Preserving Our Past for the Future!

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In the early 2000’s community leaders in Pocahontas joined together to preserve one of the area’s most historic buildings and create the Eddie Mae Herron Center and Museum in honor of a very special school teacher.

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Miss “Eddie Mae,” as she was known, taught students in grades one through eight at the “Pocahontas Colored School” from 1948 until Pocahontas schools were integrated in the fall of 1965. Today, the center features items related to the time when this simple single-story structure was a one-room schoolhouse. Located on Archer Street in one of the town’s older neighborhoods, it was built in 1919 as the MAE Church and later became the school.

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According to Pat Johnson, the center’s board chairwoman, the purpose is to identify, protect, and preserve the history and to foster widespread appreciation of and the respect for the African-American culture, and those goals are being accomplished. The board wants people to be able to come to the Eddie Mae Herron Center and Museum to talk and to go forward, and not be ashamed…black or white people. They want this Center and Museum to be a place where all people feel like they belong, like they are a part of the community.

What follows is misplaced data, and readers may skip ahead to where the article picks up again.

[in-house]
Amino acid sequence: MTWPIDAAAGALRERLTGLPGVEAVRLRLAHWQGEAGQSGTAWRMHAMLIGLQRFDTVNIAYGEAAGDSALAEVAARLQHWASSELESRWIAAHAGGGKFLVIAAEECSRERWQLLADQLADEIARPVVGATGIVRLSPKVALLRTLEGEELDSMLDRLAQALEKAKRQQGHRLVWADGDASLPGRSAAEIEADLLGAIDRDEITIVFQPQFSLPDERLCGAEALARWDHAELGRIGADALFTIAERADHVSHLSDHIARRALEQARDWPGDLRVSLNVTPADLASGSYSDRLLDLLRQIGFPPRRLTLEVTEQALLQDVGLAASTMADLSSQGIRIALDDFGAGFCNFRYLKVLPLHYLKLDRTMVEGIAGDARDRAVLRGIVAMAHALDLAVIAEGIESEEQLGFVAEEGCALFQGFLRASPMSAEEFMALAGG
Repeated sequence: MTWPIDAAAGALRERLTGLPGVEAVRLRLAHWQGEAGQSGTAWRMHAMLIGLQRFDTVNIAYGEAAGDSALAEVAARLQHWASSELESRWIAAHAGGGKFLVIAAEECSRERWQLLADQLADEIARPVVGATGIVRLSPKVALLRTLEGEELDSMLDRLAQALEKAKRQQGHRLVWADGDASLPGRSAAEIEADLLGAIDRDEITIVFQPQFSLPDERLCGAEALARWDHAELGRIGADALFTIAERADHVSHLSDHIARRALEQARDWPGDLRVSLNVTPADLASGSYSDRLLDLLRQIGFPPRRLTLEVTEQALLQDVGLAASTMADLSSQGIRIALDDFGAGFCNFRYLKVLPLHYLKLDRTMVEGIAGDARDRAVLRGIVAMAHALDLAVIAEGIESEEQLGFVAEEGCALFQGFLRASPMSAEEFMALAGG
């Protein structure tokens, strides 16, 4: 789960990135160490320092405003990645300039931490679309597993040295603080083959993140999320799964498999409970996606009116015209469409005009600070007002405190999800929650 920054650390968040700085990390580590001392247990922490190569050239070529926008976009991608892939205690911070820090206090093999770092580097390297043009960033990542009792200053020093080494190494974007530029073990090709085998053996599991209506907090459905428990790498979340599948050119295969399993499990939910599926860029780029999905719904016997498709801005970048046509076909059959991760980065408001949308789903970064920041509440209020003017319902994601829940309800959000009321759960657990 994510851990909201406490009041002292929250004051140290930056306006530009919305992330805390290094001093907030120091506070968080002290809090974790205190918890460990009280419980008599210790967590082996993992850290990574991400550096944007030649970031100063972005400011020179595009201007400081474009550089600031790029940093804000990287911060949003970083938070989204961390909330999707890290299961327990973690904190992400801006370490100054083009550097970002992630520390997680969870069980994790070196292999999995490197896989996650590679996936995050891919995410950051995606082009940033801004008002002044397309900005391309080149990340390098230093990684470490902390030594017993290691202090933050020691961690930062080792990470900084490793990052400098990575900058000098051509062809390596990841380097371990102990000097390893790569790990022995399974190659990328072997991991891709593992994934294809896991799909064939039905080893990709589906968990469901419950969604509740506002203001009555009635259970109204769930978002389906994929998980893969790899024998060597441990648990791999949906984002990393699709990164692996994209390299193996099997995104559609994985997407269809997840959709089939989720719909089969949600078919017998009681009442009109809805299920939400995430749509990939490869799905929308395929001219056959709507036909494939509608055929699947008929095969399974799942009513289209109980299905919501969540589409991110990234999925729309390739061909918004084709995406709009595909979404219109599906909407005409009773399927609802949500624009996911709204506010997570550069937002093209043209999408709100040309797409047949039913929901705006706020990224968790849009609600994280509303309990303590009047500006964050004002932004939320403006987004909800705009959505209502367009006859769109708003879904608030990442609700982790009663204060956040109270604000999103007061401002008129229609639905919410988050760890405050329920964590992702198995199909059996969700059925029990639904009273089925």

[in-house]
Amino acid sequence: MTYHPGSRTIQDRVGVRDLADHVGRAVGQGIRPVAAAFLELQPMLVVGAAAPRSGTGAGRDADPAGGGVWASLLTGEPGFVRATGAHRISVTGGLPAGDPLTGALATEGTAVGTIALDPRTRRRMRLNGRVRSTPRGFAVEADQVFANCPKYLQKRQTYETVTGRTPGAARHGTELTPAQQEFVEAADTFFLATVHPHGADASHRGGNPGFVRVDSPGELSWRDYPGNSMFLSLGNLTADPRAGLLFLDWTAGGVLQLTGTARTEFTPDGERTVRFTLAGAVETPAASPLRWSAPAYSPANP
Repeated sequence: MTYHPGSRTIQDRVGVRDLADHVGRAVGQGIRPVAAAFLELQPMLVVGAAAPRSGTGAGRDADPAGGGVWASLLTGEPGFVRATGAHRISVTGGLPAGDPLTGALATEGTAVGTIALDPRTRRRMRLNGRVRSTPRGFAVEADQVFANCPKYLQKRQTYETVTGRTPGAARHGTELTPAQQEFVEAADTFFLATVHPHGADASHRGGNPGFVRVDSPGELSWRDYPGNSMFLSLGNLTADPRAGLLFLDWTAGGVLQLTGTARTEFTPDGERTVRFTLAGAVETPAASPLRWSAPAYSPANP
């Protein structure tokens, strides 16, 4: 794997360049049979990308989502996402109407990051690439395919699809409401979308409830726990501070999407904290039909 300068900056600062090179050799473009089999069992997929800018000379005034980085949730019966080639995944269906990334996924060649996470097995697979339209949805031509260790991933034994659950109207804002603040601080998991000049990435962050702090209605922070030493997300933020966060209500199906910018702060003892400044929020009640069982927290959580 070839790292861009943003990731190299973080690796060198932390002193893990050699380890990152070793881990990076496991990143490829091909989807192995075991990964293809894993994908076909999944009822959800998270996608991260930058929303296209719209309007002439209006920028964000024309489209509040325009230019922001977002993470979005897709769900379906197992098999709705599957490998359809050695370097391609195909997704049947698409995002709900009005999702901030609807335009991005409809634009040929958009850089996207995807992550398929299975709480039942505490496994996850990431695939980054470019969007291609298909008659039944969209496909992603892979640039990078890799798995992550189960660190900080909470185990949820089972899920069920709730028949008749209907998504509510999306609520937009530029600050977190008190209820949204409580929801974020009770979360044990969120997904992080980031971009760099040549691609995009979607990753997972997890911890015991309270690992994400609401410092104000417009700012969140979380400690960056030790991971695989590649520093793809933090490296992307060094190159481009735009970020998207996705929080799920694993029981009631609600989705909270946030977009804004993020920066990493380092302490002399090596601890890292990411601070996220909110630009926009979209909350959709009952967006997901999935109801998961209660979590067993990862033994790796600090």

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However that was not the way it was for African-Americans in this northeast Arkansas community when Pat Johnson was growing into adulthood. In fact according to her people then did not feel like we belonged, “we were here in the community but we were silent. We were skittish about being involved.”

Today this tiny building that once stood as a hub for the small African-American community in Pocahontas now welcomes 2,000 to 3,000 registered visitors per year. Johnson noted that “our lifestyles or our culture may be differ, but we are just people, and we all have so much in common.”

Story and photo’s by Jan Fielder Ziegler who is a Pocahontas-based freelance writer. For more information visit www.herroncenter.org. Article can be found at http://www.aecc.com/arkansas-living-magazine

 

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One thought on “Preserving Our Past for the Future!

  1. It’s strange for me to think back to when I was a child and how schools were not integrated yet. Now nearly 50 years later… regardless of race, sex, age, or religion… we all can have an education together.
    .

    Liked by 1 person

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